Kleine Levin syndrome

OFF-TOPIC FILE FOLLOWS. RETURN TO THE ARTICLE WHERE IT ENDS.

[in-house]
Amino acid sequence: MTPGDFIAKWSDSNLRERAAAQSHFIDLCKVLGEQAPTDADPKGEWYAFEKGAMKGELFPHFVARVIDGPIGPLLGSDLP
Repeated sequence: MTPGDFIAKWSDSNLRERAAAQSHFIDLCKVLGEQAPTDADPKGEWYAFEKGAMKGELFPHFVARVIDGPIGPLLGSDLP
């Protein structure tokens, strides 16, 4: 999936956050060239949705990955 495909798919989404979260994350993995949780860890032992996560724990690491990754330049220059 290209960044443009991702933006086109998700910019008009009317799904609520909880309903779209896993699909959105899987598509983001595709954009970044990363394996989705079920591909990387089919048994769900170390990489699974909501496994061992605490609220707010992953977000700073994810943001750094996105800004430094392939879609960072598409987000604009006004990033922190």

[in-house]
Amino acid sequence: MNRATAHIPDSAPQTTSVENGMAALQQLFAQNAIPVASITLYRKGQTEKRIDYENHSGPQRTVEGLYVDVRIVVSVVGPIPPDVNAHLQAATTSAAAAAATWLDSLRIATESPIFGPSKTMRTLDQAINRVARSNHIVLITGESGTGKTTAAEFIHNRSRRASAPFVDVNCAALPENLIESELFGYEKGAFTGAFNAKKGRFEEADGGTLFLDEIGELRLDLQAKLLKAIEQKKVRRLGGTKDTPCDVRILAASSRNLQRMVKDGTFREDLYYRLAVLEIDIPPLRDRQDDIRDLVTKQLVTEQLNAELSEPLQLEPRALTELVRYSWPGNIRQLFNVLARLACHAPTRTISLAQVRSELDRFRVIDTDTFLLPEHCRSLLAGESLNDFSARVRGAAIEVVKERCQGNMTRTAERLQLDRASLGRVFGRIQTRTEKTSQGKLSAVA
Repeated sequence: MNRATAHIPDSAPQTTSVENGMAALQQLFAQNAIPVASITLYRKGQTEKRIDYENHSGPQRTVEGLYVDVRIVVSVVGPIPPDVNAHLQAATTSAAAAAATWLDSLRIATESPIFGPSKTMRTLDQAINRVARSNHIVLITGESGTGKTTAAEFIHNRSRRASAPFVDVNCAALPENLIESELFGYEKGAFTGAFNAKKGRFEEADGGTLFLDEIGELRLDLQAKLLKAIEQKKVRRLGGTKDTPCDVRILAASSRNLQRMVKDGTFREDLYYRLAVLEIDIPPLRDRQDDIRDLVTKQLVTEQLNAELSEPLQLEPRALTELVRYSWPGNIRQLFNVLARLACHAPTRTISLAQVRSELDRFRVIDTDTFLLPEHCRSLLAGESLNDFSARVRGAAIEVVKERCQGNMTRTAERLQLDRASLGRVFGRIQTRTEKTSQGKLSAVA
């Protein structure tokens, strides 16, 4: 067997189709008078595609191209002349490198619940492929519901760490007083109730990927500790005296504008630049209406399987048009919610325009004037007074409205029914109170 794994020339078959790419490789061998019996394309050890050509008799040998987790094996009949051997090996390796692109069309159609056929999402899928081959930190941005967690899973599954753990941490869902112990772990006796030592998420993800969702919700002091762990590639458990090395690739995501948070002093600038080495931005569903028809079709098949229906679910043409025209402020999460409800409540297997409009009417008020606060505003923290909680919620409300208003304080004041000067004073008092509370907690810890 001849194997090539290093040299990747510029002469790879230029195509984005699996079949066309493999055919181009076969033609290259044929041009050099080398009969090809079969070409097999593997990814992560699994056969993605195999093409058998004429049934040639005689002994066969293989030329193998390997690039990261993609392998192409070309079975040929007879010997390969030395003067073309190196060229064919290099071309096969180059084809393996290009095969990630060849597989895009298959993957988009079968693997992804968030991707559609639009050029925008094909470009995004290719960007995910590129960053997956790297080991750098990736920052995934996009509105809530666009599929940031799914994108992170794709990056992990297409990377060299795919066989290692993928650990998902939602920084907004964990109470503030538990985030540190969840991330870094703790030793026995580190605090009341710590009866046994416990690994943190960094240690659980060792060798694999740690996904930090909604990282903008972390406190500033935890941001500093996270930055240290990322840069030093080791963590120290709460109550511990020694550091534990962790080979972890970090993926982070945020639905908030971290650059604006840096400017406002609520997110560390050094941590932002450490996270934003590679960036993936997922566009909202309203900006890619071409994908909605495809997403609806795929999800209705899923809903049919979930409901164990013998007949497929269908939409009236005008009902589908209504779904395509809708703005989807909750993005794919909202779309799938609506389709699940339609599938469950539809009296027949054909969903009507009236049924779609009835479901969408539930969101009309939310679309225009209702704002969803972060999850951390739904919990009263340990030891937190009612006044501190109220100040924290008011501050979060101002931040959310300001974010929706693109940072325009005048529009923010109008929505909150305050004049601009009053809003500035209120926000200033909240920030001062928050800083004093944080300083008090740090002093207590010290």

is a rare disorder characterized by episodes of excessive sleep. Affected individuals may sleep for up to 20 hours per day during an episode. These episodes usually last for a few days to a few weeks. An episode may start abruptly and is sometimes associated with flu-like symptoms. During an episode, people with Kleine Levin syndrome can also display abnormal behavior, such as excessive food intake, irritability, childishness, disorientation, hallucinations, and an abnormally uninhibited sex drive. Affected individuals do not experience any of these features between episodes, and they may not be able to remember everything that happened during an episode. The time between episodes varies among individuals with this condition. Kleine Levin syndrome primarily affects adolescent males, but it also affects females. It may be caused by abnormal function of the hypothalamus and thalamus, parts of the brain that control appetite and sleep. Episodes usually decrease in frequency and intensity after about eight to 12 years. Source: Genetic and Rare Diseases Information Center (GARD), supported by ORDR-NCATS and NHGRI.